• $\begingroup$ See for example: meta.stats.stackexchange.com/questions/379/… $\endgroup$ – Peter Smit Oct 28 '10 at 5:55
  • $\begingroup$ @Peter, I wasn't aware of that. I'll ask Robert about this. $\endgroup$ – Jin Oct 28 '10 at 6:00
  • $\begingroup$ @Jin, please have a proper look at the logo thread you linked above. Although some of the ideas there are specific to the 'CrossValidation' name, others aren't at all. In fact, some were proposed after it became clear that CrossValidation wasn't going to happen. @Moderators: I've no idea if maybe it's possible to migrate answers between questions to help distinguish the two?? $\endgroup$ – onestop Oct 28 '10 at 8:22
  • $\begingroup$ @Peter I have also mailed Robert to justify the name issue. $\endgroup$ – user88 Oct 28 '10 at 12:15
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    $\begingroup$ @Peter, @Jin Looks like Robert agreed we can have CrossValidated in a same way as SeasonedAdvice; so the previous thread applies. $\endgroup$ – user88 Oct 29 '10 at 7:18
  • $\begingroup$ (In case anyone wonders why both my above comment and one of my answers below seem to make little sense, that's because the question has since been radically changed.) $\endgroup$ – onestop Oct 30 '10 at 12:42
  • $\begingroup$ @Jin Looks great! $\endgroup$ – Shane Nov 3 '10 at 16:54
  • $\begingroup$ The logo has a glaring flaw. The trace of a matrix, which I presume is what the logo is depicting, runs from the top left to the bottom right, not the bottom left to the top right, which has no interpretation. Please correct that. Thank you. $\endgroup$ – gabgoh Nov 4 '10 at 18:02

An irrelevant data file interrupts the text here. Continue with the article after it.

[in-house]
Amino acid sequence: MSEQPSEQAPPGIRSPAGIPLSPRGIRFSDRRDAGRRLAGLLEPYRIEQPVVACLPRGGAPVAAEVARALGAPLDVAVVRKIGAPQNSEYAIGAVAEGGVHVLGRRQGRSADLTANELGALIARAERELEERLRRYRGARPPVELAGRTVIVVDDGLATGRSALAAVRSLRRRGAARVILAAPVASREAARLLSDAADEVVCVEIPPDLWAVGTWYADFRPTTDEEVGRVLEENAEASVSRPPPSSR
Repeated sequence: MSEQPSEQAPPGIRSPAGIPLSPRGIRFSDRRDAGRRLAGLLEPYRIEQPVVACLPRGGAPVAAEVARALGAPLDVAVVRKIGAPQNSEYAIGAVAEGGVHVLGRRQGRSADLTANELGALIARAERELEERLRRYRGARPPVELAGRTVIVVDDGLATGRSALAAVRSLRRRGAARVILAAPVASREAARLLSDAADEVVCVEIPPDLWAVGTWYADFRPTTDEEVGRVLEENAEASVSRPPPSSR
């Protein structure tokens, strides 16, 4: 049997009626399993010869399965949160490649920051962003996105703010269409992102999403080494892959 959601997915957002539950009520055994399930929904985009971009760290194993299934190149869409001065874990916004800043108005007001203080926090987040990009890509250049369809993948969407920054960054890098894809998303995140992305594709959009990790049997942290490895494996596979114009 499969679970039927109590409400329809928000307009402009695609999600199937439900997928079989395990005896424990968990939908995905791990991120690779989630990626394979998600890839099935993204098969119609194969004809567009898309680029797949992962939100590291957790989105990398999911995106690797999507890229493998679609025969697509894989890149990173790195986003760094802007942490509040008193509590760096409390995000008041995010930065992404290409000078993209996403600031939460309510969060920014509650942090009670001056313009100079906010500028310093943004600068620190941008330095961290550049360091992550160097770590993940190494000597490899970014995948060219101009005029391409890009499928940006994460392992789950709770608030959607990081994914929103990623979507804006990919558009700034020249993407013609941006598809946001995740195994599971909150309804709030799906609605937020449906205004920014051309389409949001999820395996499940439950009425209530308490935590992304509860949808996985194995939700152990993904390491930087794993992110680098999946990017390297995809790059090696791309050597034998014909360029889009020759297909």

• $\begingroup$ @gabgoh The logo is representing cross-validation, where every time a different part of the data set is left out for evaluation, not the trace of a matrix. $\endgroup$ – Peter Smit Nov 4 '10 at 18:41

Love the look of the normal distribution for the accepted answer, but I am not sure about it when it comes to the voting itself (2nd screenshot you posted). I understood that those were buttons to up/downvote because I know how stackoverflow (and related sites) work. But if I were a new user who was not familiar with the way the site works I wouldn't immediately recognise them as arrows to vote.

Maybe red and green (for bottom and top respectively) border would help in that sense?

  • 3
    $\begingroup$ @Matt yes that was my concern as well. The concept was first proposed in the logo thread. I just implemented it in my mock to see what people think. I've talked to MBQ further in chat.stackexchange.com/rooms/18/ten-fold about the usability of this. We decided to go with the standard arrow shapes(but in a slightly curvy form). $\endgroup$ – Jin Nov 3 '10 at 20:36
  • $\begingroup$ Sounds good to me. Thanks, Jin! $\endgroup$ – Matt Parker Nov 3 '10 at 21:10

Re similarity or otherwise to Mathematics StackExchange site: